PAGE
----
9. Collaborative Research Program on Seafood Toxins

    DTIC Science & Technology

    1988-08-14

    AD-A 2 6 0 073 9 COLLABORATIVE RESEARCH PROGRAM ON SEAFOOD TOXINS FINAL REPORT SAMUEL W. PAGE D TI. DCTI AUGUST 14, 1988 JAN26 1993Wý--- Supported by...NO. NO. 3M- NO. ACCESSION NO. _ 62787A 62787A871 I A96 11. TITLE (Include Security Clastficarion) (U) Collaborative Research Program on Seafood Toxins ...FIELD GROUP SUB-6ROUP RA 1; Workshop; LHI; Seafood toxins ; Assays; BD 07_ 04 nL 2! 19. ABSTRACT (Continue on reverse of necessary and identi(y by

  10. A review of selected seafood poisonings.

    PubMed

    Clark, R F; Williams, S R; Nordt, S P; Manoguerra, A S

    1999-01-01

    Seafood poisoning has been recognized as a problem in both coastal and inland populations for millennia. Many types of sea creatures from shellfish to the largest fish have been implicated. Severe cases of many different types of seafood poisonings can result in fatalities. While the pathophysiology of the toxins is well known in some cases, others, like ciguatera, remain somewhat confusing. As a result, the treatment of these conditions remains controversial, although supportive care continues to be the mainstay of therapy. In this manuscript, we review the pathophysiology, clinical presentation, and treatment of some of the most common and toxic varieties of seafood poisoning resulting from toxins.

  11. Multi-residue method for the determination of antibiotics and some of their metabolites in seafood.

    PubMed

    Serra-Compte, Albert; Álvarez-Muñoz, Diana; Rodríguez-Mozaz, Sara; Barceló, Damià

    2016-11-28

    The presence of antibiotics in seafood for human consumption may pose a risk for consumers. A methodology for the analysis of antibiotics in seafood based on QuEChERS (quick, easy, cheap, effective, rugged, and safe) extraction, followed by detection and quantification using liquid chromatography coupled to mass spectrometry was developed. The analytical method was evaluated for the determination of 23 antibiotics (including parent compounds and some metabolites) in fish, mussels and clams. Recoveries ranged between 30% and 70% for most of the compounds and method detection and quantification limits (MDLs and MQLs) were between 0.01 and 0.31 ng/g dry weigh (dw) and 0.02-1.03 ng/g (dw) respectively. Real seafood samples were analysed using this method. Nine antibiotics were found at levels above MDLs; however none of them exceed the maximum residue limits (MRL) established by the authorities. Tetracycline was the most ubiquitous compound, presenting also the highest concentration: 5.63 ng/g (dw) in fish from Netherlands. In addition, an alternative technique based on microbial growth inhibition was explored as semiquantitative detection method of antibiotics in seafood. This methodology could be applied as a fast screening technique for the detection of macrolides and β-lactams in seafood but further research is needed for other antibiotics families.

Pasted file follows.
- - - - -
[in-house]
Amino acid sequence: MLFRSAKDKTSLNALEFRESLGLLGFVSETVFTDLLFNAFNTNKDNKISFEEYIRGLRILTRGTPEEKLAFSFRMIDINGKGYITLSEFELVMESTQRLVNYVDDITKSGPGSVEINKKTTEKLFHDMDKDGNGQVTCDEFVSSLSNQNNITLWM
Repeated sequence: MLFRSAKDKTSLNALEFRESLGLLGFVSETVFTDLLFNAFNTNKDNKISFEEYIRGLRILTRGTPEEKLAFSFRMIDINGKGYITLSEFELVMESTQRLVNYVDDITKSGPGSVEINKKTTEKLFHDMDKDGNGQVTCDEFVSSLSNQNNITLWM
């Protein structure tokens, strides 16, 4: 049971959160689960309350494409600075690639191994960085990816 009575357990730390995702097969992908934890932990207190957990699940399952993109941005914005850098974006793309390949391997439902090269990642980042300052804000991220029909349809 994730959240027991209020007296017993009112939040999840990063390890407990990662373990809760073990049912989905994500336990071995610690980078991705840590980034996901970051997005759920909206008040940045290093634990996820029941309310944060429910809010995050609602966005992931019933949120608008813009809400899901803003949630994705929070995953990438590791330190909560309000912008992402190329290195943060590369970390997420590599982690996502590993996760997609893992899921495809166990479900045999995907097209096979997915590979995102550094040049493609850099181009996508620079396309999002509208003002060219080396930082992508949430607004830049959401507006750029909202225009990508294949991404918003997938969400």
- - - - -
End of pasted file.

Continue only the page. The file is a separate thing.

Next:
12. Assessing an Effort to Promote Safe Parks, Streets and Schools in Washington Heights/Inwood: Assessing Urban Infrastructure Conditions as Determinants of Physical Activity. Program Results

    ERIC Educational Resources Information Center

    Nakashian, Mary

    2008-01-01

    Researchers from the Mailman School of Public Health at Columbia University prepared a case study of CODES (Community Outreach and Development Efforts Save). CODES is a coalition of 35 people and organizations in northern Manhattan committed to promoting safe streets, parks and schools. The case study analyzed the factors that prompted CODES'…

  13. Organoarsenical species contents in cooked seafood.

    PubMed

    Devesa, V; Súñer, M A; Algora, S; Vélez, D; Montoro, R; Jalón, M; Urieta, I; Macho, M L

    2005-11-02

    The organoarsenical species arsenobetaine (AB), arsenocholine (AC), tetramethylarsonium ion (TMA+), dimethylarsinic acid (DMA), and monomethylarsonic acid (MMA) were determined in 64 cooked seafood products (fish, bivalves, squid, crustaceans) included in a Total Diet Study carried out in the Basque Country (Spain). For cooking, various treatments were employed (grilling, roasting, baking, stewing, boiling, steaming, microwaving). The results obtained show that in cooked seafood AB is the major species, followed by DMA and TMA+. AC and MMA are minor species. The results in cooked seafood were compared with the arsenic species contents obtained for the same product raw. After cooking there was an increase in DMA for sardines and bivalves and an increase or appearance of TMA+ for meagrim, anchovy, Atlantic horse mackerel, and sardine. The data provided add to the very scant information available about organoarsenical species contents in cooked seafood.